Washington (CNN) -- The House has passed the Republican budget plan submitted by Rep. Paul Ryan, but some budget experts believe that he federal government is so far in the red that it may not balance the budget again in our lifetime.
"We may never, as a country, have a balanced budget again," said Marc Goldwein, policy director for the Committee for a Responsible Federal Budget. "And you know what? We don't have to."
Goldwein is a bit of a budget wunderkind who was also a staffer for the Bowles-Simpson Commission, established by President Obama to address the nation's fiscal problems, and for the congressional super committee. He and the nonpartisan think tank where he works used to push vehemently for a balanced budget.
But no longer. Now the bumper sticker hanging in his cubicle reads, "Stabilize the Debt."
He feels that Washington has fallen so deep into the deficit hole that it has set off a seismic shift among some fiscal hawks. They now hope to contain the deficit, not erase it.
"It'd be great if we could balance the budget," Goldwein said. "But ... it's just not realistic to look at balancing the budget right now. Right now, what we need to look at is bringing the debt down relative to the economy."
The Ryan budget, despite its cuts and aggressive fiscal moves, does not balance the budget for at least 23 years, according to the House Budget Committee and the Congressional Budget Office.
"This just shows you how deep of a hole our country is in," Ryan, a Wisconsin Republican and chairman of the Budget Committee, said when asked about the 2035 budget balance date.
But in a city where politicians pass appropriation legislation for a few months or sometimes even a few days at a time, such a long timeline for balancing the budget seems hypothetical at best and meaningless at worst.
Hence that unlikely catchphrase "stabilize the debt."
The idea is to keep government's annual deficits small enough that they are outpaced by the growth in the economy. That, some say, would stop the current explosive path the national debt is on.
For example, the Congressional Budget Office estimates that the 2011 deficit was nearly 9% of the economy, as measured by gross domestic product. But GDP itself grew by less than 2% during the same time.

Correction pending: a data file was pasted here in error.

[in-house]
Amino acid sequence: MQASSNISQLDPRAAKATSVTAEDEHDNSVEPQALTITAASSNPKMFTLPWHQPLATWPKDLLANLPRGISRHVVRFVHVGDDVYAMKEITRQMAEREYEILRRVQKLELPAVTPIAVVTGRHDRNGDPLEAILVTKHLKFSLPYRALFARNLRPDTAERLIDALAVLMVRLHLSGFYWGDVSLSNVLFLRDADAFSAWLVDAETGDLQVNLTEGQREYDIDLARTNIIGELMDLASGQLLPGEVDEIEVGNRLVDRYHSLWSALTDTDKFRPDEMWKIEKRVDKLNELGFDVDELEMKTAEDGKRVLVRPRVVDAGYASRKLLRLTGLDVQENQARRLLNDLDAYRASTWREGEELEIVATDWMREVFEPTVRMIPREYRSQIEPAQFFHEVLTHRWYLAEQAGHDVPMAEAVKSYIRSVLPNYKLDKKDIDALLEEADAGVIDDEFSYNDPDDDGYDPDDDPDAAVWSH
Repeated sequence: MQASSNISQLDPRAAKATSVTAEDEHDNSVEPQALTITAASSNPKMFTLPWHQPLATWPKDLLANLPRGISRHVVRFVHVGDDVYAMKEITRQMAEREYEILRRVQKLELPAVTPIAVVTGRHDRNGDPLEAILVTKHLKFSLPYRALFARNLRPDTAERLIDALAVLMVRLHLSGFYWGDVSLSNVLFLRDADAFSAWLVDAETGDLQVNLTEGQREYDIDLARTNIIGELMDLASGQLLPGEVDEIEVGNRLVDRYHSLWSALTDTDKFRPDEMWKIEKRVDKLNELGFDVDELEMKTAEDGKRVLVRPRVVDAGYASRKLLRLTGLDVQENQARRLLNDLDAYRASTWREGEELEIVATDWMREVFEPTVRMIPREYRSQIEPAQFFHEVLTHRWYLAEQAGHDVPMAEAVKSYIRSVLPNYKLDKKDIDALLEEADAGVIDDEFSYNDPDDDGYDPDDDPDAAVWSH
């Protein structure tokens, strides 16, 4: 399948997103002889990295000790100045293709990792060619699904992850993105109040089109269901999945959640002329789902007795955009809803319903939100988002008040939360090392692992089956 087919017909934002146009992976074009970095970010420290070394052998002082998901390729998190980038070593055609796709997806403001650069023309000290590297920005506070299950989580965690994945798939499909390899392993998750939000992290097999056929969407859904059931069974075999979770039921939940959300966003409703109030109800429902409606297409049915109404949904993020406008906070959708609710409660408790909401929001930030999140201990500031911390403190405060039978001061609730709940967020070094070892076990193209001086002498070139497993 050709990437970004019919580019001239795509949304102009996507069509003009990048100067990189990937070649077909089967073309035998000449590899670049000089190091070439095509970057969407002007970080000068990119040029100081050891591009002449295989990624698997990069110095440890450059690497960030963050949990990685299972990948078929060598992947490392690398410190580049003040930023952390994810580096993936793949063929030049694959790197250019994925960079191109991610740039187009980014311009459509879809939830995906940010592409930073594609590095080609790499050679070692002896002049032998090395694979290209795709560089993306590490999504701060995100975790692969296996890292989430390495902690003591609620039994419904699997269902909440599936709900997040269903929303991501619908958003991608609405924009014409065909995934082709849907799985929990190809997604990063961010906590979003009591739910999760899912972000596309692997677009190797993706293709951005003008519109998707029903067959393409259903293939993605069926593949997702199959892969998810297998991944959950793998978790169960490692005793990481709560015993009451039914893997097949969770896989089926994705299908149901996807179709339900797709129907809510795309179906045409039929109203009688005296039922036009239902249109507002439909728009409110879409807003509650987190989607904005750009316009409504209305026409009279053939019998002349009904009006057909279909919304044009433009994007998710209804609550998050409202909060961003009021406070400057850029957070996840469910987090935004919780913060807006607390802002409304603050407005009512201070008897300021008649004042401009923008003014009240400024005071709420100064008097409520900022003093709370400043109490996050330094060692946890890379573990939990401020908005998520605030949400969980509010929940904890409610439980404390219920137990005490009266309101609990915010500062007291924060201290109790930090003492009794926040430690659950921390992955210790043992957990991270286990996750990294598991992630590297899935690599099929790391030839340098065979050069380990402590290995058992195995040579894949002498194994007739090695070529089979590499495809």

Think of the economy as a living thing, like a tree. If the tree grew by a couple of feet last year but the deficit burned up several times that growth, it would use far more resources than had been created in the past year.
Goldwein and those who share his outlook want a budget under which that tree, the economy, grows by more than the deficit is burning and keeps adding fiscal height overall.
But under this scenario, the debt itself would probably grow -- just more slowly.
"We don't need a balanced budget," Goldwein concluded. "What we need to do is stabilize the debt relative to the economy."
To do that would take about $4 trillion in deficit cuts, he and others estimate. The Ryan budget gets there, but barely.
"We're not going to get to this with one party," Goldwein asserted. "The public, I don't think, is going to be able to tolerate the level of cuts in Congressman Ryan's plan, even though the level of deficit reduction is only a little bit more than what we need."
Neither, Goldwein said, would the public tolerate a federal spending plan that cuts the deficit solely by raising taxes.
So nearly everyone in Washington admits that it would require compromise, but few admit that even a tough-to-get compromise most likely will just stabilize the budget, not balance it.
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